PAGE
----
Tree and site quality preferences of six epiphytic lichens growing on oaks in south eastern Sweden
Oaks (Quercus robur) can reach considerable age which makes them an important substrate for many epiphytic lichens, including several red-listed species. In this study the importance of tree size and other environmental factors on the occurrence and abundance of six epiphytic lichens were investigated at two sites, in south eastern Sweden, differing in quality as judged by tree size distribution. All oaks within a predetermined area at each site were surveyed and the effects of tree circumference, light condition, trunk inclination and site were analysed. The results showed that different species responded differently to the environmental factors, but, overall, tree size seemed to be the most important factor for occurrence and abundance, where only one species had no clear relationship. For the remaining five species the probability of occurrence and abundance showed significant relationships, one negative and four positive, to increasing tree size. For two species, site quality was important and the probability of finding the lichens on smaller trees increased at the high-quality site. This indicates that larger dispersal propagule loads and shorter dispersal distances could increase the colonisation probability. Eliminating possible confounding effects of spatial patterns within the sites had only minor effects on the result. This study highlights the importance of long-term management plans that consider the age structure within stands to contain trees of different sizes so that a certain number of old trees, which are needed for survival of the most demanding lichen species, are maintained.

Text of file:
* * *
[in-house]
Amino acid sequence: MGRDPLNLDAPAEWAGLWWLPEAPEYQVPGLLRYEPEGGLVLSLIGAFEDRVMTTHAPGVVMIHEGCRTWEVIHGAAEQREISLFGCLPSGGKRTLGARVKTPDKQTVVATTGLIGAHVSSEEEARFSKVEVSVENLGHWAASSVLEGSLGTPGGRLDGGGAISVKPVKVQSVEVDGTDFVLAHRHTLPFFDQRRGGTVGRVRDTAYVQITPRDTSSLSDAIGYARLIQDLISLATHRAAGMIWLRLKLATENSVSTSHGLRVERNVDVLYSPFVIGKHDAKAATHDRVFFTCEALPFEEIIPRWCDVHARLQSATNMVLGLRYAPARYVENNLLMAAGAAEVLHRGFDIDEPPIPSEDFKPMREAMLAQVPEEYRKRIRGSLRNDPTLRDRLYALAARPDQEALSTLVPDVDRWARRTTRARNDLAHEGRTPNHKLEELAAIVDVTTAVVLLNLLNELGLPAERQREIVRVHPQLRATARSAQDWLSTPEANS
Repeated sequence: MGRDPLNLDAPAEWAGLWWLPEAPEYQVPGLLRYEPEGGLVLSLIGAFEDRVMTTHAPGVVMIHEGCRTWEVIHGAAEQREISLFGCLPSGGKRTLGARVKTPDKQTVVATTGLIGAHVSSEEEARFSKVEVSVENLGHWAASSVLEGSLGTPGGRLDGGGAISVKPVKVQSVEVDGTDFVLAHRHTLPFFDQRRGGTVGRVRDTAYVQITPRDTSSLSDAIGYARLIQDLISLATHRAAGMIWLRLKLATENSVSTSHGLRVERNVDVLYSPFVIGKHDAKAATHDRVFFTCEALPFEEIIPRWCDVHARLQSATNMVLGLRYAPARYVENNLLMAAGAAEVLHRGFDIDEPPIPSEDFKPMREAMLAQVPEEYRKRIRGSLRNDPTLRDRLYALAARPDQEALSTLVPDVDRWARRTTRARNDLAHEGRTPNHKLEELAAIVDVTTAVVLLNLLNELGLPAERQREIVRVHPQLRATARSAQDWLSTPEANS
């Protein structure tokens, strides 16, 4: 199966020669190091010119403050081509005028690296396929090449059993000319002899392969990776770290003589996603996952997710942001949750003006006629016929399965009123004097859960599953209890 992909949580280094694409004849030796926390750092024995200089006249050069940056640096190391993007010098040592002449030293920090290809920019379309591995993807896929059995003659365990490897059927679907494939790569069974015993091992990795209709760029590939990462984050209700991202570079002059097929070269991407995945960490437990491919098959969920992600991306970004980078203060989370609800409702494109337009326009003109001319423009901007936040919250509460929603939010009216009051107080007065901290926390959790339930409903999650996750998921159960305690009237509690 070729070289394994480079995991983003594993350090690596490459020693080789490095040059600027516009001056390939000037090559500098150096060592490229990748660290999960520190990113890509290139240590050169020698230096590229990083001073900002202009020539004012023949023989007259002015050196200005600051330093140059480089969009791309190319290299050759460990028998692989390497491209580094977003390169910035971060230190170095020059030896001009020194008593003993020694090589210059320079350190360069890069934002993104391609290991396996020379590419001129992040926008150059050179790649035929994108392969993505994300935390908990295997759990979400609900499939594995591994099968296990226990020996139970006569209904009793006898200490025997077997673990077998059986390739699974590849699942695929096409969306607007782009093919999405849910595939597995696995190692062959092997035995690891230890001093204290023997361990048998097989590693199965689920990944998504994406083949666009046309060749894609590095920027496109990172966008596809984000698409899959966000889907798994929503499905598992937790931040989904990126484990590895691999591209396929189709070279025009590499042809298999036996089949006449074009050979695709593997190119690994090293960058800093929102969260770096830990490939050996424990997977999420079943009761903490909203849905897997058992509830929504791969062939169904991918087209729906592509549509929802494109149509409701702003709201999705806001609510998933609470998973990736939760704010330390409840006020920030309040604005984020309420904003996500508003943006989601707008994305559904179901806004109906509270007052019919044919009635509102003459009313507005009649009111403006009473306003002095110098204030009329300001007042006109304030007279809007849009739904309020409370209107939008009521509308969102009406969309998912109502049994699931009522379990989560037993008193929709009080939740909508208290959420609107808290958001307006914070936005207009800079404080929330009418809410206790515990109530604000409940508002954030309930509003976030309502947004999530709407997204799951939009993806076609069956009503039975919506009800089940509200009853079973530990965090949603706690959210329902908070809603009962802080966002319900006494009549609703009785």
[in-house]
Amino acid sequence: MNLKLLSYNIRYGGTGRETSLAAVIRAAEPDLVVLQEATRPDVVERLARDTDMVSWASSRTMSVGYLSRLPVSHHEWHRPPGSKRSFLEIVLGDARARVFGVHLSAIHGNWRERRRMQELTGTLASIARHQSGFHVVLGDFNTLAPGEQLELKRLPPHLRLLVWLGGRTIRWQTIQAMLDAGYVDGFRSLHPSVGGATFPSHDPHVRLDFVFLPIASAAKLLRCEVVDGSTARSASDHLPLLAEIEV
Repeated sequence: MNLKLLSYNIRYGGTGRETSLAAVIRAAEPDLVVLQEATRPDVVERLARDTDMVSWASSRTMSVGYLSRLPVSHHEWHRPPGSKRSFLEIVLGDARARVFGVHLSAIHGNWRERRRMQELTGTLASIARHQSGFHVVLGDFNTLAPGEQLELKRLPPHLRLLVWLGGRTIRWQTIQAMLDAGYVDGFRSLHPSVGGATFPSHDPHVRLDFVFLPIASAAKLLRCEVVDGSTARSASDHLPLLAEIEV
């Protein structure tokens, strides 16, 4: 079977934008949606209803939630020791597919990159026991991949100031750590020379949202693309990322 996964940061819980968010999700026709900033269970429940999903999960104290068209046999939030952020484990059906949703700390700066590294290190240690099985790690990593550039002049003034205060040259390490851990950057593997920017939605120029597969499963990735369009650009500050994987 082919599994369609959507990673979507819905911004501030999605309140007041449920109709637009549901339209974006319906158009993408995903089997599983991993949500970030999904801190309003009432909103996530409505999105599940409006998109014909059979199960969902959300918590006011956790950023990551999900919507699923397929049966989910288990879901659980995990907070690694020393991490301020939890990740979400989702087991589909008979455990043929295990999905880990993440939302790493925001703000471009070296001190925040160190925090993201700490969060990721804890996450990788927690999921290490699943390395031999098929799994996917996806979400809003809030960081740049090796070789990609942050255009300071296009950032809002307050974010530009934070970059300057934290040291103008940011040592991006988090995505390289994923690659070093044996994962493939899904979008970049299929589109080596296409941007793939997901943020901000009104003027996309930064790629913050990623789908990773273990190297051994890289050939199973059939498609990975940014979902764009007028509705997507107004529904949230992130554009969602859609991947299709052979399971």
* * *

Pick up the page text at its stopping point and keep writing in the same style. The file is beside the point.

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Last updated: 05/17/07